In Progress

Short Journeys.

nehad khader shoot

For the last few weeks, I've been working on a few projects with my partners Taj and Rashid, under the auspices of our collective creative agency, WJS Creative. One of our ongoing projects is a photo/interview-based profile series we’re calling Short Journeys.

With Short Journeys, we interview really dope and interesting people about their life and experiences through the lens of travel. It’s been a really fun adventure so far, hitting the ground guerrilla style and getting up close and personal with some awesome individuals, figuring out workarounds for the different locations we’re working in, and having a great time along the way. It’s put me in the position to be shooting pretty regularly, and I’ve tried to make the most of it - I’m primarily shooting medium format film, and I’ve shot every negative size I have in my possession, 6x4.5, 6x6, and 6x7.

(Maybe this year I’ll get my hands on a big old 4x5 and really get crazy. That would be epic.)

This project has really tested my abilities as a film photographer. As of the writing of this post, all of the cameras I’ve been shooting with are big, clunky, manually focusing cameras, only one of them with an actually TTL meter that works - shooting run-and-gun is a substantial task. It’s also a task I brought upon myself, of course - but for the most part I’m enjoying the challenge. I’m hoping that I ultimately get comfortable in these situations; it can only make me a better photographer.

I’m really excited to see this project hit the airwaves; we’ve been producing some pretty fantastic content, and I think it highlights the team's abilities as storytellers, which is what we’re trying to perfect with every move we make. We want that to be our claim to fame, our distinction, our excellence.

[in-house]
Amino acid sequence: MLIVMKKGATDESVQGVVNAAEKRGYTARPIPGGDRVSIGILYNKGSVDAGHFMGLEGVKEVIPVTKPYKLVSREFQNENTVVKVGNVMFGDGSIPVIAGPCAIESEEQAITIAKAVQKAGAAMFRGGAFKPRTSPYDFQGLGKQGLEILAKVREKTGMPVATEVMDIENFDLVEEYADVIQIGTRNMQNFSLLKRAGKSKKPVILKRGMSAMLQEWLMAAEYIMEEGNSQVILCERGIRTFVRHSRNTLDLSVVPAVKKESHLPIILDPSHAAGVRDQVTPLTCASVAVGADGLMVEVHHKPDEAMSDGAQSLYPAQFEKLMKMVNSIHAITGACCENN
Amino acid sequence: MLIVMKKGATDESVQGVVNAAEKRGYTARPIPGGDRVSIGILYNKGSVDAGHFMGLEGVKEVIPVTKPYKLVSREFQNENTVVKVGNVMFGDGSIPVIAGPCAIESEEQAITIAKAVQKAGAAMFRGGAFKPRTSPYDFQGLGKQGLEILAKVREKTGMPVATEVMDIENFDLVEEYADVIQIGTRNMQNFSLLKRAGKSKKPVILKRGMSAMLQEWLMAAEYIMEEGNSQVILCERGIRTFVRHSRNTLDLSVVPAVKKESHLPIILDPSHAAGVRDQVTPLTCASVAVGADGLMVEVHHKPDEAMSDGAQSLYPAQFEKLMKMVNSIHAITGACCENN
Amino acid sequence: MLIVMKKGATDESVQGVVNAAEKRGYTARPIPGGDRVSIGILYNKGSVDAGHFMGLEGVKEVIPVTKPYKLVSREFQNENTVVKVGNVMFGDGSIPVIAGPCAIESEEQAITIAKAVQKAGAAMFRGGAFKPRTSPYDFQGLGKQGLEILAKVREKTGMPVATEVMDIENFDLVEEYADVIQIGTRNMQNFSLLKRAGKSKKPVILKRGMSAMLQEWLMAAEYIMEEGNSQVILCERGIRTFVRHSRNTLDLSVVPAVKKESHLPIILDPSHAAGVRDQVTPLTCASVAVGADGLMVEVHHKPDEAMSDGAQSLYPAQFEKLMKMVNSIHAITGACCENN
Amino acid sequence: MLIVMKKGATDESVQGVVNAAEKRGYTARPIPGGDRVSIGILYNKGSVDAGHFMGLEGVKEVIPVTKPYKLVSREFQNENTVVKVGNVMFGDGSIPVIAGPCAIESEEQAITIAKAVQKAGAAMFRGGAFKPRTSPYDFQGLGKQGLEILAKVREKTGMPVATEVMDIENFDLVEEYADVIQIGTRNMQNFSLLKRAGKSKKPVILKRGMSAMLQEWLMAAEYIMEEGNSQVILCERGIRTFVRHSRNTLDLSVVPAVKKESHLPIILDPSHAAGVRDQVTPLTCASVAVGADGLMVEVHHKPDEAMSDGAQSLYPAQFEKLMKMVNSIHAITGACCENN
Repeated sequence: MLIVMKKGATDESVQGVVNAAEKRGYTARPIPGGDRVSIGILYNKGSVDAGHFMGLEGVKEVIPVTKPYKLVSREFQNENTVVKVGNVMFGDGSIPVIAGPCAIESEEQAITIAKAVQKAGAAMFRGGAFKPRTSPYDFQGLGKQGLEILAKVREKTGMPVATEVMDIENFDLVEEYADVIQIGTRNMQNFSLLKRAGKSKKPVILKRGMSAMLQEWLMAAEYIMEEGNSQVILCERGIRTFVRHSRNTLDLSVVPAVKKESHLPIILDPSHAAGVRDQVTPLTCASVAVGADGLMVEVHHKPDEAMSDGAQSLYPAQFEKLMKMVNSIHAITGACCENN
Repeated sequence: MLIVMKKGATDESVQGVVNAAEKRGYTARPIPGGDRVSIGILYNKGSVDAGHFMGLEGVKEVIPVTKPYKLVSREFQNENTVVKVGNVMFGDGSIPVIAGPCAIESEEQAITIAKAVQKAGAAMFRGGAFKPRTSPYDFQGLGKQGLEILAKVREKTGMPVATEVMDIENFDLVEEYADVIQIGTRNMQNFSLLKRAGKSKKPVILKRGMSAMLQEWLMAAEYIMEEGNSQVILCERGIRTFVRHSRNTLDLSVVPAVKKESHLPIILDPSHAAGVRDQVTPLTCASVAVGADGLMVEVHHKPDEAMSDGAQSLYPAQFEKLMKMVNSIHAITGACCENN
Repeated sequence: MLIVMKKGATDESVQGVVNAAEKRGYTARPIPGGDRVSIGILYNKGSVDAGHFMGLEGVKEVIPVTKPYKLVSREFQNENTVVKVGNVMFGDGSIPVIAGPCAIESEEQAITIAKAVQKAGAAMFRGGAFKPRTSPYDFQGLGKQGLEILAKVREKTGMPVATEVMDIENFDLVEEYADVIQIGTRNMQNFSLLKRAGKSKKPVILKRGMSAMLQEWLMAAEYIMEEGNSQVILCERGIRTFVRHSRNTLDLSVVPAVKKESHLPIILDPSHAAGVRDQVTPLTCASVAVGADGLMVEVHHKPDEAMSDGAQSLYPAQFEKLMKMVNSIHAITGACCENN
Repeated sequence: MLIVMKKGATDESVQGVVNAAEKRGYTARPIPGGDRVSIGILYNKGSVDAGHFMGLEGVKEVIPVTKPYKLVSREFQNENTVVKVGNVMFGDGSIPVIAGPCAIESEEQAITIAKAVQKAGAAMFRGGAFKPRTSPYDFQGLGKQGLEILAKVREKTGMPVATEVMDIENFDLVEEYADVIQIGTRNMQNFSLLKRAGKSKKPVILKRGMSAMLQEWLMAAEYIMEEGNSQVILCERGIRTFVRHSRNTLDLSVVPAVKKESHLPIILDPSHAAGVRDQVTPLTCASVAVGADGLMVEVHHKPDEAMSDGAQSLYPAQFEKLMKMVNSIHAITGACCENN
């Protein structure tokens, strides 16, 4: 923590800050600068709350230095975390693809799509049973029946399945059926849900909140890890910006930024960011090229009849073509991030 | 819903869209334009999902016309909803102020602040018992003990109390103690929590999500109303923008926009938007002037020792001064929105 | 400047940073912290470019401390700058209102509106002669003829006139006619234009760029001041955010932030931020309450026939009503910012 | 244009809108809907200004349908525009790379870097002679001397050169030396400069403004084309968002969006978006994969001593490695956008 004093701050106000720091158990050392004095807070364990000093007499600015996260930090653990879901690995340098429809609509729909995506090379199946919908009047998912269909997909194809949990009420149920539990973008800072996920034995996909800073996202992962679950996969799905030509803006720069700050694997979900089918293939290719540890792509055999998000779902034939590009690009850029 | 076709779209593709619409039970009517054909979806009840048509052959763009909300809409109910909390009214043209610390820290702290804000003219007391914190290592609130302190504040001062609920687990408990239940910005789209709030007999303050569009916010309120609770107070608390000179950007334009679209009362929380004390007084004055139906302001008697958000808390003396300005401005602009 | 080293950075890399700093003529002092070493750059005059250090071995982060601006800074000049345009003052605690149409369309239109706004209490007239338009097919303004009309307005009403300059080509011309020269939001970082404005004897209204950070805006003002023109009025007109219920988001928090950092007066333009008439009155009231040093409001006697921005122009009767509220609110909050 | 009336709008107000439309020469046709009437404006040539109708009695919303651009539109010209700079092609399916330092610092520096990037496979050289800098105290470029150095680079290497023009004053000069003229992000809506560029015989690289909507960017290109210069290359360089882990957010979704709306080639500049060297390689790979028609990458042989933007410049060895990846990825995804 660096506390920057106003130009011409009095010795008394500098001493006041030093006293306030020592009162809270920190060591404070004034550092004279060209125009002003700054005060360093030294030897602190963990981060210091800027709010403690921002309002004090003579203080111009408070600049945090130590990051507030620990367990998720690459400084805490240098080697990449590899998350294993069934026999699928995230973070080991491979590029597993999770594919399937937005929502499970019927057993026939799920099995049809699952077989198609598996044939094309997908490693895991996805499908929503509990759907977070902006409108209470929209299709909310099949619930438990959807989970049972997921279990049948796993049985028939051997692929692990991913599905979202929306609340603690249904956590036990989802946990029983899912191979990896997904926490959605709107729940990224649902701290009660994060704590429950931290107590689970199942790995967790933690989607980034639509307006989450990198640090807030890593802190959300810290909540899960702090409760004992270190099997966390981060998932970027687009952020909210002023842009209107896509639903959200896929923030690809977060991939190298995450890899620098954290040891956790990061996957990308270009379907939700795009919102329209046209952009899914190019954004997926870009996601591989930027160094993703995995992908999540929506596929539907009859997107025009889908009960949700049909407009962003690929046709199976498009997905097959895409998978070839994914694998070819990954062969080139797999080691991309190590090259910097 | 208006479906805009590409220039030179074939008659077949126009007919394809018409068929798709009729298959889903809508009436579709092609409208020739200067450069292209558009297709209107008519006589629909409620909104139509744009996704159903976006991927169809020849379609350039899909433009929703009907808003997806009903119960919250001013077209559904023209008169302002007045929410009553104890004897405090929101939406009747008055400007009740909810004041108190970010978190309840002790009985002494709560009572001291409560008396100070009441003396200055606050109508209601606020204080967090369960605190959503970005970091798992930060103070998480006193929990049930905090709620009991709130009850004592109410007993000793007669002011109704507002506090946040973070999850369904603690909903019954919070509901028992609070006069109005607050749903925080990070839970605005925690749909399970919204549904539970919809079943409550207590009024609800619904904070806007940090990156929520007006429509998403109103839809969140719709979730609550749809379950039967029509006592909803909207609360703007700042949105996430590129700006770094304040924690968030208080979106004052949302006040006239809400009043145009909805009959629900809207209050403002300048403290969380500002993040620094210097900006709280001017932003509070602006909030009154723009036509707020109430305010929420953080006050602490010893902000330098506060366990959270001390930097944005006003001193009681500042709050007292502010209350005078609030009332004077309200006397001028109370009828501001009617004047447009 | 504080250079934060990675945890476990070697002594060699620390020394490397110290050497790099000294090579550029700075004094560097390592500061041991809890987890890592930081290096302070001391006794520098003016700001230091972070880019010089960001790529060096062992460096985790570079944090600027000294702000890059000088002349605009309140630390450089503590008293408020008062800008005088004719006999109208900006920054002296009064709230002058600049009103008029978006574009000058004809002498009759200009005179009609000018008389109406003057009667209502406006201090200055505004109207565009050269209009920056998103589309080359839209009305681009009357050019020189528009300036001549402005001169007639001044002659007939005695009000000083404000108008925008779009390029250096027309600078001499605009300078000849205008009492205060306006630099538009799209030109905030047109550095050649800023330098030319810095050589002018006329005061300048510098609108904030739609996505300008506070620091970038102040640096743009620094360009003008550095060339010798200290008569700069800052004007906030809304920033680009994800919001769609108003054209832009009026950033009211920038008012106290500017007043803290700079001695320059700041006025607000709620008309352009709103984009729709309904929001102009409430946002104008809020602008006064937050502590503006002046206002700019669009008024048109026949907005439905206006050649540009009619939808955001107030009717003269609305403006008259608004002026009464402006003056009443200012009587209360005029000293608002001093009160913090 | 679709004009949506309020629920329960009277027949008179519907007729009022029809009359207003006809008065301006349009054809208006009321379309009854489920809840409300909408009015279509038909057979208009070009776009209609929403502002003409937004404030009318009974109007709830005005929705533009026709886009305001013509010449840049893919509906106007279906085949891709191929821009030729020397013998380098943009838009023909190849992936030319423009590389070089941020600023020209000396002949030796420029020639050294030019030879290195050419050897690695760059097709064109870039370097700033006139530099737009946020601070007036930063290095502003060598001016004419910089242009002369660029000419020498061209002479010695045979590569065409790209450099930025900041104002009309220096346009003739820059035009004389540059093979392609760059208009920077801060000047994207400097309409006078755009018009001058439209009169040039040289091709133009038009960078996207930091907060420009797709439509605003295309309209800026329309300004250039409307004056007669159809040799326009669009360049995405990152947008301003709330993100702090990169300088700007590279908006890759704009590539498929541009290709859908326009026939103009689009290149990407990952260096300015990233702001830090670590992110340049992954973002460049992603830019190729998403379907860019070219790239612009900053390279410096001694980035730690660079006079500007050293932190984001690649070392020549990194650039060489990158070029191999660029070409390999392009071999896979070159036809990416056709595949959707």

Be sure to check out our first Short Journeys post on the awesome photo story platform, Exposure. We’ll be updating pretty regularly - drop us a line to let us know what you think.

*behind the scenes photo by Taj Reid.

On New Work/Pentax 67 First Impressions.


Over the past few months, much of my focus has been devoted to trying new things, shooting things that are actually of interest to me, and through those experiments, building a portfolio worth showing to potential clients. As much as I love photography and working with images before, during and after the actual shoot, I’m still very new to the idea of actually being a photographer in the proper sense, and so there’s a lot of guesswork at play in finding out my voice, shooting style, preferences, etc. I’m a gear head for sure, but a large portion of the reality behind my constant GAS (gear acquisition syndrome) is that I’m looking for the right pieces that compliment my nature the best, and help me to produce the images I want to produce. Every step is like a small but integral piece to a very large, unending puzzle.

Most recently, I’ve been spending time organizing shoots with models. This is very new for me and I’m not completely in a comfort-zone with the ask, so it’s been a slow-go, but this part of the process is a skill set I have to get in my pocket.

Along those lines, I took the new Pentax 67  (along with my EOS3 and 7D) out to Penn’s Landing last weekend and had a quick shoot with Rebecca, a model I made contact with on Model Mayhem.



The Pentax, in my opinion, handles great. It is definitely heavy+huge, definitely old school, but it’s a great camera with its own charm and quirks - and the negatives it produces are just beautiful. The copy I own came with a non-metered prism, so I had to use a separate meter (a Sekonic L-318B cine light meter that works in shutter priority mode only) and pray. Most of the shots came out beautifully. These are low-res scans and even at the low-res, you can see how sharp the 90mm 2.8 lens is. I also love the small depth of field; I didn’t shoot wider than ƒ5.6 (it was extremely sunny, I typically shot at ƒ8 and above).

I’m going to commit to this camera for most of my personal work going forward, and keep the 7D and EOS3 handy as backups.

I enjoyed shooting the black & white, especially Ilford's awesome Delta 100, but now I'm really excited to see how the lens reproduces color, so I got my hands on a pro pack of Kodak Portra 400 that I'm going to try to blaze through.

'Til then!